Feline Kidney Disease Prognosis

Kidney failure typically occurs in older cats.
Kidney failure typically occurs in older cats. (Image: Black Cat image by Chris Kincaid from Fotolia.com)

Kidney disease is the leading cause of feline death, especially in older cats. Kidney disease typically does not exhibit noticeable symptoms until 60 to 75 percent of renal mass is gone, but with proper therapy and medical treatment, cats can live comfortably for a few months or a few years.


A few of the first noticeable symptoms a cat may exhibit due to kidney failure include increased thirst, decreased appetite, weight loss, vomiting, more frequent urination, foul breath and oral ulcerations.


The prognosis for a cat experiencing kidney disease is dependent on the amount of damage done to the kidneys, and the amount of function that the kidneys have left, according to Net Pets. The earlier the kidney failure is caught, the better chance a cat has of living a happy and comfortable life, according to Net Pets. As a cat ages, it is important to have him examined regularly by a veterinarian. As the disease progresses, the cat may become more uncomfortable, however, Feline CRF states that there is no significant pain to the cat until the end stage of the disease. It is the owner’s decision as to when the quality of life has decreased too far to continue treatment.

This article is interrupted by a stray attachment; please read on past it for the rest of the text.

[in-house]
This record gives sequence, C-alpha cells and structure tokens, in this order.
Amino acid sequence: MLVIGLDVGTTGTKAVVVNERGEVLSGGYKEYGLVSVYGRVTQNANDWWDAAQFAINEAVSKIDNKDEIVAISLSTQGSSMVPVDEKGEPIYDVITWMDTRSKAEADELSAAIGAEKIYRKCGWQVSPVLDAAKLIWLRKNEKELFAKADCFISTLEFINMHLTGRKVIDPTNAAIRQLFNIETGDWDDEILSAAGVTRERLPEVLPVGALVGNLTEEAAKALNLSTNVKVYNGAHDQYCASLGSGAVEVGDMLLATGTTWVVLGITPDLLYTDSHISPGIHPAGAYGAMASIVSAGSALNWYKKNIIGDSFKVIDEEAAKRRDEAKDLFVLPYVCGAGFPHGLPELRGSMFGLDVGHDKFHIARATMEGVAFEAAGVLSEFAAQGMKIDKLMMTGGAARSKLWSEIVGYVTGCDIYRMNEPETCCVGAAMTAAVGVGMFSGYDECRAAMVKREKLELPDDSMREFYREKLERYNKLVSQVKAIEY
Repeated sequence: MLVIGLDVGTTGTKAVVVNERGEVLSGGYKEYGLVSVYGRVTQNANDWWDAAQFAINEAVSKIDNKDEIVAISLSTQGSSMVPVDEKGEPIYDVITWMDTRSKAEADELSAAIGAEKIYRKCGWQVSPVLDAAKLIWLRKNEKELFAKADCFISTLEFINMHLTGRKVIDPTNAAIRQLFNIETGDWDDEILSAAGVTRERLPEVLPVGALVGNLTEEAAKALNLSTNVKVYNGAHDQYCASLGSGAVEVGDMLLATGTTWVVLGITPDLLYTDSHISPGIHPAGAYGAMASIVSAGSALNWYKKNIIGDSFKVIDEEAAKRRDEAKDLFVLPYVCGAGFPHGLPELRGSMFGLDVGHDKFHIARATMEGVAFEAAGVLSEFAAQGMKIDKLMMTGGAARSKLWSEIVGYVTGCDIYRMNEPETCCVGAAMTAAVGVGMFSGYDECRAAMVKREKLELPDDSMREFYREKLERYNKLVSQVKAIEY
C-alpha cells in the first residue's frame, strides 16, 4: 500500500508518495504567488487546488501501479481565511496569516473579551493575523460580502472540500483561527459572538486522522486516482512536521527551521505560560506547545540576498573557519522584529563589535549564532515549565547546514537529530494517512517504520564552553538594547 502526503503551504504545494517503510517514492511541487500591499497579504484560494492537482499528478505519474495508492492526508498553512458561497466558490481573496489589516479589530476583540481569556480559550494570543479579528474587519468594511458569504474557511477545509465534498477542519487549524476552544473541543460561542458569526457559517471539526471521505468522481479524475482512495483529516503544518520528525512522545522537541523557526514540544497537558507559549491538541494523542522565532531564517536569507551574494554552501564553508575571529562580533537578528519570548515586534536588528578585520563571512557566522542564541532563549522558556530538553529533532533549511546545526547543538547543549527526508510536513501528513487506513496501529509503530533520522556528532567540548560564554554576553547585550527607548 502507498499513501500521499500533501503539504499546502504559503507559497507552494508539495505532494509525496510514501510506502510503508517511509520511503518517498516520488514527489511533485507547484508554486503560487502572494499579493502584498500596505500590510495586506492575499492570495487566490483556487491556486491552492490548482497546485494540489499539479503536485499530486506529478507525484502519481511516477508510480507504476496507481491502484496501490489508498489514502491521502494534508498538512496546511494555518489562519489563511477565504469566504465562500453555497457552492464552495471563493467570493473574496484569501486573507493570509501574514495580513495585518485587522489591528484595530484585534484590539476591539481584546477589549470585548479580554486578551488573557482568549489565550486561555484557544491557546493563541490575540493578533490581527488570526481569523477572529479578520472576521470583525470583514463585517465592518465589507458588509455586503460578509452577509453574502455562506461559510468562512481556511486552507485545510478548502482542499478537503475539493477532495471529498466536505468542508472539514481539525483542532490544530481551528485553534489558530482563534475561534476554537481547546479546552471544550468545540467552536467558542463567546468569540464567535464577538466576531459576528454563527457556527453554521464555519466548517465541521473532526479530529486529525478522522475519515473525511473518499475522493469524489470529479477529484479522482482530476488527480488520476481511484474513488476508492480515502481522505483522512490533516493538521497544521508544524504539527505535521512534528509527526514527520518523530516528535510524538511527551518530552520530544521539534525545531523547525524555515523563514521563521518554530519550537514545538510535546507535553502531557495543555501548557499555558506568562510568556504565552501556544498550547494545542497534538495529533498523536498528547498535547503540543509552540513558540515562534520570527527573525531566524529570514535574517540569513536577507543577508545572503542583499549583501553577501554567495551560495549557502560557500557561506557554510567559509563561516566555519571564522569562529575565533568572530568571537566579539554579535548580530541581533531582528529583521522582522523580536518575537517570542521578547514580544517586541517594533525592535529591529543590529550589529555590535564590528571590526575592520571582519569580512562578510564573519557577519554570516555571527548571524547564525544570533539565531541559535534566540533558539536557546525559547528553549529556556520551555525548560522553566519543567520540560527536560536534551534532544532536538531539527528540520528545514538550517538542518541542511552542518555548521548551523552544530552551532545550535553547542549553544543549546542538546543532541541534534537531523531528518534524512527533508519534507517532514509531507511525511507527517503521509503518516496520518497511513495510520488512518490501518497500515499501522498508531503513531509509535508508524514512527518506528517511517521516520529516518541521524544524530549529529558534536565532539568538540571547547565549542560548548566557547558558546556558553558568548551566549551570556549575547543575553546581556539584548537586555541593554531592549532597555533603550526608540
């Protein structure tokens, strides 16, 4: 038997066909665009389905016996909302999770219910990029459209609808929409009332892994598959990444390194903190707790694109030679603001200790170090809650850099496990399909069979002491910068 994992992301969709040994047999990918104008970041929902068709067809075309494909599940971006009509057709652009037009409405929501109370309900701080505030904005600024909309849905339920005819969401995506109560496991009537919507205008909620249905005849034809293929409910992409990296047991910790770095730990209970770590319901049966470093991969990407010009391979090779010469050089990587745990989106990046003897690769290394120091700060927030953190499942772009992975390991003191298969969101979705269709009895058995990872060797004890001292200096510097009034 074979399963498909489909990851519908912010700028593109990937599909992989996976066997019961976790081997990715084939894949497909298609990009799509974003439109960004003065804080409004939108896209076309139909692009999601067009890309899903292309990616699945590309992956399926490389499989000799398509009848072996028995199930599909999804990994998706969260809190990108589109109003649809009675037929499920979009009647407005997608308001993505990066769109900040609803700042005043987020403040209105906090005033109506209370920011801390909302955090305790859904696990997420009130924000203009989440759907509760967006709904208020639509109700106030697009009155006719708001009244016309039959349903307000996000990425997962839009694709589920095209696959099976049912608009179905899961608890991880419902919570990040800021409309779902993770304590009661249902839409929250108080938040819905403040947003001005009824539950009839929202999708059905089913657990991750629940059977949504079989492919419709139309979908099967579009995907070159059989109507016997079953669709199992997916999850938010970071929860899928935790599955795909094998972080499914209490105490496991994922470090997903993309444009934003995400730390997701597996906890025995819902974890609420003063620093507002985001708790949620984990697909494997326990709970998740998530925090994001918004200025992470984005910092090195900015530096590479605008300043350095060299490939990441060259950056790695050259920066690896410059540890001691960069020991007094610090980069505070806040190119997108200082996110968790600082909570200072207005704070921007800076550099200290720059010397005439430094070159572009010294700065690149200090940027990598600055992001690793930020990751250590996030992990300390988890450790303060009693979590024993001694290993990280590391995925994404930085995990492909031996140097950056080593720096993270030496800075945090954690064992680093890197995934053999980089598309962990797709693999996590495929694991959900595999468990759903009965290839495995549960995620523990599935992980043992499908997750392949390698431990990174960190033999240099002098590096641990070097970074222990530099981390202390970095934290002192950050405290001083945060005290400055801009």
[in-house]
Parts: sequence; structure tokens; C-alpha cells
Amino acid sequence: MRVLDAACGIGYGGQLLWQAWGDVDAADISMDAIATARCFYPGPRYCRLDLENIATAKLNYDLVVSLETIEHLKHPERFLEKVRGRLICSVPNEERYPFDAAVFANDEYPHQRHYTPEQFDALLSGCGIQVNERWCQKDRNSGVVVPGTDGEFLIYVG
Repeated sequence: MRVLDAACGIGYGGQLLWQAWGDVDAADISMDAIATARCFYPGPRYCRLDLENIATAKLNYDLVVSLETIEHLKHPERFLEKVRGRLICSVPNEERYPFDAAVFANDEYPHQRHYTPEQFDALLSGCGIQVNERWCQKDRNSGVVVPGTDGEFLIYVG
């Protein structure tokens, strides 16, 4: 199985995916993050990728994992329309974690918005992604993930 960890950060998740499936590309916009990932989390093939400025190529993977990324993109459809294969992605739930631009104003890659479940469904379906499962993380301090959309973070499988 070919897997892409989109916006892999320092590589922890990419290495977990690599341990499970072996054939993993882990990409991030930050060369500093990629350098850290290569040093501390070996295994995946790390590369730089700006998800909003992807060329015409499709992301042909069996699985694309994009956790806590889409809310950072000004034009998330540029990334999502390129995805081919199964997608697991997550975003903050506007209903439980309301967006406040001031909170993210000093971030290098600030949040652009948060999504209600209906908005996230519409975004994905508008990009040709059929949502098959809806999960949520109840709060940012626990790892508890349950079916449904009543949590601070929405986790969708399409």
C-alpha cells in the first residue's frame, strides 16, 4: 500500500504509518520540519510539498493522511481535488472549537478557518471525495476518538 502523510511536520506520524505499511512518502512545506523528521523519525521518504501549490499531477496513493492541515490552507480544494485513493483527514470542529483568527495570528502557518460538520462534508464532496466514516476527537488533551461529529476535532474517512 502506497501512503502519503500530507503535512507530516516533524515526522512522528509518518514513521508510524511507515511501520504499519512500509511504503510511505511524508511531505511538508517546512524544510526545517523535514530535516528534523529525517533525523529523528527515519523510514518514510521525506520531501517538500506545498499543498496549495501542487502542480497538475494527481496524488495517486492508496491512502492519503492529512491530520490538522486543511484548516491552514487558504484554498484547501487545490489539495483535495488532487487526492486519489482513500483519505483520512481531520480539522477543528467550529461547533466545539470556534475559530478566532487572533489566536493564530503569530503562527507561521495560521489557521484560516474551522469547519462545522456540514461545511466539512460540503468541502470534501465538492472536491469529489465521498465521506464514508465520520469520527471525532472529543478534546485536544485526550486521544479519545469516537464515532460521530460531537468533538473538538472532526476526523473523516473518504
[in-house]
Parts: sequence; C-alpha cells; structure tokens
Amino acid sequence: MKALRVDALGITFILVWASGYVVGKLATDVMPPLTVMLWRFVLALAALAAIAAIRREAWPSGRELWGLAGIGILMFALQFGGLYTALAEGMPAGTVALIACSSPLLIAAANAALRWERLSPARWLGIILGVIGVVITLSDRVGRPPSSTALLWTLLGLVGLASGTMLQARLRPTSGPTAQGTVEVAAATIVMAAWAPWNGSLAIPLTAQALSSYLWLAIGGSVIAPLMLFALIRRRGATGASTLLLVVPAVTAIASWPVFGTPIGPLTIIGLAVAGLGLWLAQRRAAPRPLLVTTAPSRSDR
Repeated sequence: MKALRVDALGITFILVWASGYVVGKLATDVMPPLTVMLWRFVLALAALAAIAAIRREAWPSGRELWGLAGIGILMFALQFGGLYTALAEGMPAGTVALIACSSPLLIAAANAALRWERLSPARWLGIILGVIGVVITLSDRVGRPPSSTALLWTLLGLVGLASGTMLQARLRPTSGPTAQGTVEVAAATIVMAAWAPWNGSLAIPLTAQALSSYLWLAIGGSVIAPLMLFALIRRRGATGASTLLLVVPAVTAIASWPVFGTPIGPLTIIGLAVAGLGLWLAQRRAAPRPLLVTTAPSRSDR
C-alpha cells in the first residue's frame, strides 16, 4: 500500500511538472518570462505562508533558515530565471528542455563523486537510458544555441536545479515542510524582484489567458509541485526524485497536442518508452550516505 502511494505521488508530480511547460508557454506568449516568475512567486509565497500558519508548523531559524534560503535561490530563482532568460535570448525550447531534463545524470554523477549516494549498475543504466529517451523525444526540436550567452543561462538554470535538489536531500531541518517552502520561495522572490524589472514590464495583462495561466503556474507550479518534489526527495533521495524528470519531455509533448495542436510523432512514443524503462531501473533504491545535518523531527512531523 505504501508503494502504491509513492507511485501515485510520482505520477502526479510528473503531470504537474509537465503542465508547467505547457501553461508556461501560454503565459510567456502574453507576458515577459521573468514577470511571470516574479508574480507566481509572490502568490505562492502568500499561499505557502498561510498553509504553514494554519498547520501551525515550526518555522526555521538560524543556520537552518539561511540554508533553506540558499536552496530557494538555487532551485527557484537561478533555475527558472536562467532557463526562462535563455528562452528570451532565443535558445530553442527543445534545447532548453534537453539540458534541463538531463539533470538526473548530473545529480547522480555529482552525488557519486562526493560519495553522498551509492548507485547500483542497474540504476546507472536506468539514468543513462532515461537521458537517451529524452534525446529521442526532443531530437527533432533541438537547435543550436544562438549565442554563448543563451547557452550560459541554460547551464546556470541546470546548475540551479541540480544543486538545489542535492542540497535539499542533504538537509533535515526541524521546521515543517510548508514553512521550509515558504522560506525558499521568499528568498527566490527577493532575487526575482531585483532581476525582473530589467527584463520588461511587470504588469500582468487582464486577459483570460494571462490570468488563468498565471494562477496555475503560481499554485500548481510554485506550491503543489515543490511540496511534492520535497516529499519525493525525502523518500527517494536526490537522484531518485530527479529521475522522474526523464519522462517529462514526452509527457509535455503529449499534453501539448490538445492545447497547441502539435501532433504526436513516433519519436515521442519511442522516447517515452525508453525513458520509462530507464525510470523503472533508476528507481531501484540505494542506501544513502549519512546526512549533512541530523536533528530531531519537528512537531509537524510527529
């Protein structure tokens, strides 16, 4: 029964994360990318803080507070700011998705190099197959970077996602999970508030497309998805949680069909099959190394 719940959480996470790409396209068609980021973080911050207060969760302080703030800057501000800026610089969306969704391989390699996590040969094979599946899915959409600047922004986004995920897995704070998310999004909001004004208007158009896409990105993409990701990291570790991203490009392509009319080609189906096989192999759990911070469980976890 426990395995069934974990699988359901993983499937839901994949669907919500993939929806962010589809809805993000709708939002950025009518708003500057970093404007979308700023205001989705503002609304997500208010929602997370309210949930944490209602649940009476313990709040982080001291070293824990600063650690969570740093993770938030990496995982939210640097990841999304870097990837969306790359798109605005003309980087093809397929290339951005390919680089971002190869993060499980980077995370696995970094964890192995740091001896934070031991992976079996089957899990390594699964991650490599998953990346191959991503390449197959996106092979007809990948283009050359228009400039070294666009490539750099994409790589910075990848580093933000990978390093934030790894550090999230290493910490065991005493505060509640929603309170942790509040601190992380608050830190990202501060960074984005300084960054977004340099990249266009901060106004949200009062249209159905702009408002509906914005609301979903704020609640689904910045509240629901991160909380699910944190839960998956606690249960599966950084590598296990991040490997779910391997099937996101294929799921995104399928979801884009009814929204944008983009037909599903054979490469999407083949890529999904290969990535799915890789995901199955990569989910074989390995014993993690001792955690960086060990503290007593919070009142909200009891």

Acute Renal Failure

Acute renal (kidney) failure can occur very rapidly and at any age. Acute renal failure is typically caused by toxins that the cat has ingested, especially anti-freeze. This type of kidney failure can be fatal, however, if it is treated promptly and aggressively the kidneys may regain their full function and the cat can live a normal life. If you think your cat may have ingested something toxic, do not hesitate to get him to the veterinarian immediately.

Chronic Renal Failure

This is the most common type of kidney disease. Most cats who live a long life will eventually develop some sort of kidney failure. Age, disease, genetics and environment are factors that may contribute to renal failure, according to Feline CRF. Chronic renal failure does not exhibit many symptoms until a majority of the kidney function is lost. This type of kidney failure is aggressive and will typically need a kidney transplant to save the cat’s life, however, there are things that you can do to improve the length of life for the cat living with kidney failure.


A combination of diet, medication, and hydration therapy may help treat kidney disease. Fluid therapy involves administering injections of a saline solution. You may be able to give it at home to avoid stress to the cat by taking her to the veterinarian for the injections. A veterinarian can advise you on a diet that will be best for your cat depending on how advanced the kidney failure is.

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